One of the things I miss most about graduate school is the time to luxuriate in conversation with intelligent, engaged people about literature. Inevitably, someone had a different take on some element of the book that made me re-evaluate my own position or, conversely, helped me feel more confident about an interpretation.
In a recent interview on NPR’s Morning Edition, Oprah Winfrey told interviewer Lynn Neary that her reason for starting the original book club (that catapulted so many authors to fame and fortune) was for the exact same reasons as my own: wanting to talk to other people books.
Of course, there are probably hundreds of book clubs in every city and intimate gatherings are great. But if your life and relationships are anything like mine, trying to get friends to commit, show up at the same time, and actually have read your selection by a specific date can about as successful as herding cats.
That’s why I think that this year, for the first time, I am going to attempt to participate in a number of “Big Reads.” The Big Read is a project sponsored by the National Endowment of the Arts “designed to revitalize the role of literature in American culture and to encourage citizens to read for pleasure and enlightenment.”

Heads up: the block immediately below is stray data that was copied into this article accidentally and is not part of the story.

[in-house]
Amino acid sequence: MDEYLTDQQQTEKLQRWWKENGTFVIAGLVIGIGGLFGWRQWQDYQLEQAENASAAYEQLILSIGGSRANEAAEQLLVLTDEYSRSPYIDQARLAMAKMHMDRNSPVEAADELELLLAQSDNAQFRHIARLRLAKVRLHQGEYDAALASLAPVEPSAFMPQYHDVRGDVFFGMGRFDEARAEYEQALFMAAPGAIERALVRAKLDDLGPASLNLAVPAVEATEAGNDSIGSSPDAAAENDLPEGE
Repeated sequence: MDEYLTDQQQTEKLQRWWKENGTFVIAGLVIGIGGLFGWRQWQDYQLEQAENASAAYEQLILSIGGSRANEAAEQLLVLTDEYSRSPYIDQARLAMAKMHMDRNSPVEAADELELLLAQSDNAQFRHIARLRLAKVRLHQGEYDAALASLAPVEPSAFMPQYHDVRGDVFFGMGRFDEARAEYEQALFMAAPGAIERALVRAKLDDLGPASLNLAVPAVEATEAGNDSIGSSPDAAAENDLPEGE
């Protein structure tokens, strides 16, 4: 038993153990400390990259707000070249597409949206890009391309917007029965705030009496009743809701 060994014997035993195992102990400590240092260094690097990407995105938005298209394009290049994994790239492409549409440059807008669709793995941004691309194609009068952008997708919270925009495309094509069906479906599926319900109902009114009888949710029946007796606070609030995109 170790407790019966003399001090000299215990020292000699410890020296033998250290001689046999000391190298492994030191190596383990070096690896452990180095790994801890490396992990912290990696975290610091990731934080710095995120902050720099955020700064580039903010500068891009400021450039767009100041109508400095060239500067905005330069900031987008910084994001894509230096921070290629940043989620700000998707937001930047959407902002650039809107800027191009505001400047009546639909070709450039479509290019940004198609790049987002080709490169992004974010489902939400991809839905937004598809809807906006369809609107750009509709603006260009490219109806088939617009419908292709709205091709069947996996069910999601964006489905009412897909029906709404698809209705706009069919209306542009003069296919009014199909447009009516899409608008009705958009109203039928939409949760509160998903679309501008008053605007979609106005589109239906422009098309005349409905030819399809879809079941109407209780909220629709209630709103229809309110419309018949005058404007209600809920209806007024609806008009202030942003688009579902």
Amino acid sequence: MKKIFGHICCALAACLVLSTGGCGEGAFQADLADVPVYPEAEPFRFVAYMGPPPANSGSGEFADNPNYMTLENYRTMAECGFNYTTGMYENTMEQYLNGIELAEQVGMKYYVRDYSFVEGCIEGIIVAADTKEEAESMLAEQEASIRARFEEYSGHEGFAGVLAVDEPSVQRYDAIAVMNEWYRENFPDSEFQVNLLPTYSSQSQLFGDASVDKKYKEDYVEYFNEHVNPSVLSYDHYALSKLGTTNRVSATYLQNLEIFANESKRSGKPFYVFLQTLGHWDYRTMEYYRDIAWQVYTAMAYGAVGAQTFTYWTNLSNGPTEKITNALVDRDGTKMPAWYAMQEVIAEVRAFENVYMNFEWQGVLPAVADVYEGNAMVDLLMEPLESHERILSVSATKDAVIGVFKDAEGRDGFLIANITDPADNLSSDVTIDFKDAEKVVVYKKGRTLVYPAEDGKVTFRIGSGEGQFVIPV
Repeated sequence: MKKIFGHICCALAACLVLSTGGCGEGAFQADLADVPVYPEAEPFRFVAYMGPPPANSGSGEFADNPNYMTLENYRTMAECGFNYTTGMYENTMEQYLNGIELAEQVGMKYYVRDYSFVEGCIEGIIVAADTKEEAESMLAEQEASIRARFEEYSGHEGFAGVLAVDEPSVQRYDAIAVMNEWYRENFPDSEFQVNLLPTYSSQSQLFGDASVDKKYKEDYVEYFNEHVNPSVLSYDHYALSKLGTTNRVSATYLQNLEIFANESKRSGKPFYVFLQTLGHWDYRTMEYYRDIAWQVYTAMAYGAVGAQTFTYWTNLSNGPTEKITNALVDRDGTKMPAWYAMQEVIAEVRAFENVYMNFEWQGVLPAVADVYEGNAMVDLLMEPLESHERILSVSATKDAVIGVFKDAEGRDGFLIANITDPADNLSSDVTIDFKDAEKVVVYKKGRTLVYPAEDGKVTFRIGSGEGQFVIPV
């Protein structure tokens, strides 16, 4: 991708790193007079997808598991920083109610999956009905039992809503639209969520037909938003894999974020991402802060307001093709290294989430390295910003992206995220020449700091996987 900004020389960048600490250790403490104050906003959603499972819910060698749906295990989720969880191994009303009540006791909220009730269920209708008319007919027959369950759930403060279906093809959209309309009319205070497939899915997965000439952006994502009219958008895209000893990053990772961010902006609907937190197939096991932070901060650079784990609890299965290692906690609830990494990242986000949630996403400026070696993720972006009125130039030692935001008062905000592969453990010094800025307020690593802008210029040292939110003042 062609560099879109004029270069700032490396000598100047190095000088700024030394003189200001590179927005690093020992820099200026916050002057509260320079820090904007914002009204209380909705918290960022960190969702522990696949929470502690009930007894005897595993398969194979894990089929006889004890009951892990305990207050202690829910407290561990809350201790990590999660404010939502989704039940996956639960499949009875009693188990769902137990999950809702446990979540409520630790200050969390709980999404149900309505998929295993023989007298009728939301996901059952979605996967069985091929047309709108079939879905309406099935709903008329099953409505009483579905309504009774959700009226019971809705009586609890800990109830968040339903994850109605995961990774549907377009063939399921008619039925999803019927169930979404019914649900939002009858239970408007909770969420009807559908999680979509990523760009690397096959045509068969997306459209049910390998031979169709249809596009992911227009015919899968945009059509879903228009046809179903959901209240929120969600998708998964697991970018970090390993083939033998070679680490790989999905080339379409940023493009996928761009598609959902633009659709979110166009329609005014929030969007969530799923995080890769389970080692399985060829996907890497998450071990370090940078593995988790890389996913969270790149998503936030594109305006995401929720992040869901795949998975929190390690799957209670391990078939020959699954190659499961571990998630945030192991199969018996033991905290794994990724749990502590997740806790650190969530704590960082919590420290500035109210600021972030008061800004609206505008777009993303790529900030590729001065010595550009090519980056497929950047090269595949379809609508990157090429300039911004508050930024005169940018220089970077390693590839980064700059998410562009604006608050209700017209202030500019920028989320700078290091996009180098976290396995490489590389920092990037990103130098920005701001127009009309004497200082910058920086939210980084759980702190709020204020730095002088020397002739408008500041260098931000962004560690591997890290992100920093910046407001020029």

Here is a brief description of how The Big Read works (learn more by clicking the link):
Through The Big Read, selected communities come together to read, discuss, and celebrate one of 34* selections from U.S. and world literature. In addition, The Big Read provides comprehensive information about the authors and their works in the Our Books section of The Big Read website.
Click here to enter your city, state, or zip code to find out what your community is reading, find a “real life” book club or online discussions.
Curious what titles up for discussion? Here are just a few of the selections, ranging from new works to classics:
In the Time of the Butterflies by Julia Alvarez
Bless Me, Ultima by Rudolfo Anaya
Fahrenheit 451 by Ray Bradbury